Boeing 777 fanboy
User currently onlineastuteman From United Kingdom, joined Jan 2005, 10008 posts, RR: 96
Reply 10, posted (2 years 6 months 7 hours ago) and read 18428 times:
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Quoting CXB77L (Reply 2):
A previous FlightGlobal article predicted a 15% reduction in per seat costs over the 777-300ER, so I'm guess they don't want to sound overly optimistic officially - certainly not until the design has been frozen.

It's worth being careful with quotes like this.

The article you linked clearly sates "a 14% - 16%" reduction in per seat FUEL costs. Not per seat costs.
The per seat cost reduction would likely be about half that, making it about 7% - 8% I'd guess.

I'd guess that half of that per seat fuel burn reduction comes from the engine, some from the increased span, and the rest from shoehorning 353 people into an aircraft some 6m shorter than the 365 seat773ER

Quoting LAXDESI (Thread starter):
and 353-seat 777-8X

The article linked by CXB77L suggests that the -8X will be 4.5m longer than the 772 - at c. 68m (about 1m longer than the A350-900).
That would suggest a cabin area of about 310 m2, some 30 m2 up on the 772, if I assume a 2"-3" increase in interior width.

I'm guessing EK's seat count would go up from c 286 on their 772's to 326 on the 777-8X, assuming 4 extra rows of 10Y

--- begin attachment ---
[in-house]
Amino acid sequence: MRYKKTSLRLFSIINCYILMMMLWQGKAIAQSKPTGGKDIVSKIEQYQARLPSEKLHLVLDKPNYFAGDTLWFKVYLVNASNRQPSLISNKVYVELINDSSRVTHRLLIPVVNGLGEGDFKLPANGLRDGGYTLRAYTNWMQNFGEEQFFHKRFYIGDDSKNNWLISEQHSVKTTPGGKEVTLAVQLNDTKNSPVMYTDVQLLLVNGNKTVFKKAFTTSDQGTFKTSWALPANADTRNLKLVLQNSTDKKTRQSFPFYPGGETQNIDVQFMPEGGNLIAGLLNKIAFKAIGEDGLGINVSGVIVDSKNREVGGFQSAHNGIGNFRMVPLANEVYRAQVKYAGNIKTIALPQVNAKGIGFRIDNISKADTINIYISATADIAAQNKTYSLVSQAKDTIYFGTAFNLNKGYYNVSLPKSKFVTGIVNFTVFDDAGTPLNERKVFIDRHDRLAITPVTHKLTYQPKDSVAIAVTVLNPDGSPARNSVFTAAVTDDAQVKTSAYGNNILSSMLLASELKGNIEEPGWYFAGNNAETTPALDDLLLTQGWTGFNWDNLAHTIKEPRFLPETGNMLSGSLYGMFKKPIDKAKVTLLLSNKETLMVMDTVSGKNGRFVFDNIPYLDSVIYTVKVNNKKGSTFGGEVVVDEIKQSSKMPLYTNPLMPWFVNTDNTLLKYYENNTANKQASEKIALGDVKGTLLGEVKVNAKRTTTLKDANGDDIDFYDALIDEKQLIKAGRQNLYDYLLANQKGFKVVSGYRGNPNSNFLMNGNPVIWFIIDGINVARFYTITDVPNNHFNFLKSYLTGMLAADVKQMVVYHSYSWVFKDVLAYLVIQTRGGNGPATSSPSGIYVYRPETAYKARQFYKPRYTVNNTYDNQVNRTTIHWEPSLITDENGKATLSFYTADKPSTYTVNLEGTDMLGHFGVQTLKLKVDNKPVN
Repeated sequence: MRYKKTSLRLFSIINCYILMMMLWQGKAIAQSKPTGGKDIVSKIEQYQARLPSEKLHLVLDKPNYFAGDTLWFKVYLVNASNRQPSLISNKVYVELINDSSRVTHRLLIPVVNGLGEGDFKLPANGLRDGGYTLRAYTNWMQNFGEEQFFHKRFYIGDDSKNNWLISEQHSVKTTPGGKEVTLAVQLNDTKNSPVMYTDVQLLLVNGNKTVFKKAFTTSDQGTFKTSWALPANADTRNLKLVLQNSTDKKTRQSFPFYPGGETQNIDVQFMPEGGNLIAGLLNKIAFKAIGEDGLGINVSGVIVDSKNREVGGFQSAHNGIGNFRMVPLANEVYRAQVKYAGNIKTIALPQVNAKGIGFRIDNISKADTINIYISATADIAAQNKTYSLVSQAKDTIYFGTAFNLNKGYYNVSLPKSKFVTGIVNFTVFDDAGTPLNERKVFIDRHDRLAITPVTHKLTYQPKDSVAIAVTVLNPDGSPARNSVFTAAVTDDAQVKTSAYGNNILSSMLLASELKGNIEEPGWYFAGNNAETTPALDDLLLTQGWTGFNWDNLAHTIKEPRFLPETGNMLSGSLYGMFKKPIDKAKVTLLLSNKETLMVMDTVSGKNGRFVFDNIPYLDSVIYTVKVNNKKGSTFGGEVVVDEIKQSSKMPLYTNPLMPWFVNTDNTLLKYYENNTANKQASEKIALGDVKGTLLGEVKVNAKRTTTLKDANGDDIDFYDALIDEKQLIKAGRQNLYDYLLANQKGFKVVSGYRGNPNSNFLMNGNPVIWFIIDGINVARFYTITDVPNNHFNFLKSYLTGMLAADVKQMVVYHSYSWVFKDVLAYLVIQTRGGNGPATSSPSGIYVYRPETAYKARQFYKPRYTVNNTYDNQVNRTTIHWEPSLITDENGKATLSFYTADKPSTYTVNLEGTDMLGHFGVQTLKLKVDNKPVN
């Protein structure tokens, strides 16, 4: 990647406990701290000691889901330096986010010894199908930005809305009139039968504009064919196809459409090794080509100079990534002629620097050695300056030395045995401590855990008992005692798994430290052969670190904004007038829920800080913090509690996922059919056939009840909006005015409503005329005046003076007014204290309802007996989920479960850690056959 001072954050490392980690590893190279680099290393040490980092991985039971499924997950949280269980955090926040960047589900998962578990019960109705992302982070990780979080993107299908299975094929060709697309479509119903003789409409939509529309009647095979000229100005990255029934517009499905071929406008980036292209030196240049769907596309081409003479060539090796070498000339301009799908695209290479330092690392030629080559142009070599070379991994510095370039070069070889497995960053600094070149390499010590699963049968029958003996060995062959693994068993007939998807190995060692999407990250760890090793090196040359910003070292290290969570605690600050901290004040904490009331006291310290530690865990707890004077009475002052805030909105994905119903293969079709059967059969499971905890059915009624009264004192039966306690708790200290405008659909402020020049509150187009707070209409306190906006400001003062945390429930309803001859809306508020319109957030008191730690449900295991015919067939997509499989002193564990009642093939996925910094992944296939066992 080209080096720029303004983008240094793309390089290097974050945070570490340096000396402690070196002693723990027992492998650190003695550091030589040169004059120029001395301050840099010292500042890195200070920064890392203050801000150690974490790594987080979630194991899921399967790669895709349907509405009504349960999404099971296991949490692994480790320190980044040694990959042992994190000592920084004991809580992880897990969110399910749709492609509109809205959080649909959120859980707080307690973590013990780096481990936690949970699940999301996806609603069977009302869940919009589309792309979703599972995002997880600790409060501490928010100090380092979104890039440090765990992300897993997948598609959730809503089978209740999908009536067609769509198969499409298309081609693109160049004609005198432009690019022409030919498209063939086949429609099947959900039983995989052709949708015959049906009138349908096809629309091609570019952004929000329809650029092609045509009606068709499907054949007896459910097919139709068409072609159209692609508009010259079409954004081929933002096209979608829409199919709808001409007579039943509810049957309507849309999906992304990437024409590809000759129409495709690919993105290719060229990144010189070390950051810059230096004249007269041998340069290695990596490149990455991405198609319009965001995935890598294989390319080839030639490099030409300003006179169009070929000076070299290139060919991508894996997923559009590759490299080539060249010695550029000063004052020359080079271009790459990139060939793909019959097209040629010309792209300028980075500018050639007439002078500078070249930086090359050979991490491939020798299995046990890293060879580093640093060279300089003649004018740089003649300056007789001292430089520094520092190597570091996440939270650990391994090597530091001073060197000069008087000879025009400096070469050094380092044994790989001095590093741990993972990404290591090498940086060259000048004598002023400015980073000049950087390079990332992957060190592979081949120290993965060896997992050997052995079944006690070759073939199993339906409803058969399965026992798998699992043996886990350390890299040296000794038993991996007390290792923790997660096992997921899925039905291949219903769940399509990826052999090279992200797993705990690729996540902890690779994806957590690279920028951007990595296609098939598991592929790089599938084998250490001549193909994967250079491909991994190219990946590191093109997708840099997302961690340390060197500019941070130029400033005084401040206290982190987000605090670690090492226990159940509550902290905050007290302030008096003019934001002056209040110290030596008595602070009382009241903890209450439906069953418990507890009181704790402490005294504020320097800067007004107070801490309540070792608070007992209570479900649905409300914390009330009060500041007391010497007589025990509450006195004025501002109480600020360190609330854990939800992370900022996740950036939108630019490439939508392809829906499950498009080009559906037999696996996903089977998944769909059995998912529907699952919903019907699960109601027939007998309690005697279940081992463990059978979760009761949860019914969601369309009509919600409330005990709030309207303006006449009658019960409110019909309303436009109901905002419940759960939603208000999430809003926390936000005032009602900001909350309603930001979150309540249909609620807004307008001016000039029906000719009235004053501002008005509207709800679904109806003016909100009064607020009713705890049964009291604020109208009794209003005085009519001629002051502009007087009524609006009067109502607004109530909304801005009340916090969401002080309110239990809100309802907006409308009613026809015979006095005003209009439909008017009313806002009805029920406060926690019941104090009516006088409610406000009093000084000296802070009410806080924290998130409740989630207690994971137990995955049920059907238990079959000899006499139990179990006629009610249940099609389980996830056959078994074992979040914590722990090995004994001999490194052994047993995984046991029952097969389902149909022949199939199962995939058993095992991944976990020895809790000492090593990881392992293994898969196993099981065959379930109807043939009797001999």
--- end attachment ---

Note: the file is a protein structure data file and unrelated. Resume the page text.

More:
The 2m stretch of the 773ER suggested in the article for the 777-9X would seem to imply a cabin area of about 350m2.
If that extra space is allocated to Y, EK's 3 class seat count would be about 378 (an extra 20 Y seats up on their 3 class 773ER).

I still wonder if a small gain in extra width would be enough for cariers like SQ to go 10-across.

Rgds


User currently offlineBMI727 From United States of America, joined Feb 2009, 15735 posts, RR: 27
Reply 11, posted (2 years 6 months 7 hours ago) and read 18394 times:

Quoting LAXDESI (Thread starter):
787-10 will be at 323 seats.

Should do decently, but there is the issue of production capacity.

Quoting LAXDESI (Thread starter):
777-9X at 407 seats

Some airlines will like it. Many others will completely ignore it.

Quoting LAXDESI (Thread starter):
777-8X at 353 seats